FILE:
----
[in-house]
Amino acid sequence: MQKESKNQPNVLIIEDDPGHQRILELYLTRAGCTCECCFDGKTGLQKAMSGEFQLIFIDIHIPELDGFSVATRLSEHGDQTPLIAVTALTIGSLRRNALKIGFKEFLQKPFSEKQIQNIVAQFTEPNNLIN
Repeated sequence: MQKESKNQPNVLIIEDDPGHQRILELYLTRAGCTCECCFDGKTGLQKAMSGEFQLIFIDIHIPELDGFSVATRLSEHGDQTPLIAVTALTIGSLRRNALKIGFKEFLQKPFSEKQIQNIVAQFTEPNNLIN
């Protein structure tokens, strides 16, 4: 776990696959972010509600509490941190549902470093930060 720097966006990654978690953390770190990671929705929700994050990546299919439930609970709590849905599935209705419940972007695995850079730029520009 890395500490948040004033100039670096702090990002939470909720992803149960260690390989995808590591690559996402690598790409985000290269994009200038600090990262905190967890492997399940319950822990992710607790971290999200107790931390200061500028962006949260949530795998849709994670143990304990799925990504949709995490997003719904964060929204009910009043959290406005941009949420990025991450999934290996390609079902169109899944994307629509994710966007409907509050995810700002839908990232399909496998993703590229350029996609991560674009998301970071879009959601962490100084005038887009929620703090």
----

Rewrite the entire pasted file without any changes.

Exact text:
[in-house]
Amino acid sequence: MQKESKNQPNVLIIEDDPGHQRILELYLTRAGCTCECCFDGKTGLQKAMSGEFQLIFIDIHIPELDGFSVATRLSEHGDQTPLIAVTALTIGSLRRNALKIGFKEFLQKPFSEKQIQNIVAQFTEPNNLIN
Repeated sequence: MQKESKNQPNVLIIEDDPGHQRILELYLTRAGCTCECCFDGKTGLQKAMSGEFQLIFIDIHIPELDGFSVATRLSEHGDQTPLIAVTALTIGSLRRNALKIGFKEFLQKPFSEKQIQNIVAQFTEPNNLIN
């Protein structure tokens, strides 16, 4: 776990696959972010509600509490941190549902470093930060 720097966006990654978690953390770190990671929705929700994050990546299919439930609970709590849905599935209705419940972007695995850079730029520009 890395500490948040004033100039670096702090990002939470909720992803149960260690390989995808590591690559996402690598790409985000290269994009200038600090990262905190967890492997399940319950822990992710607790971290999200107790931390200061500028962006949260949530795998849709994670143990304990799925990504949709995490997003719904964060929204009910009043959290406005941009949420990025991450999934290996390609079902169109899944994307629509994710966007409907509050995810700002839908990232399909496998993703590229350029996609991560674009998301970071879009959601962490100084005038887009929620703090």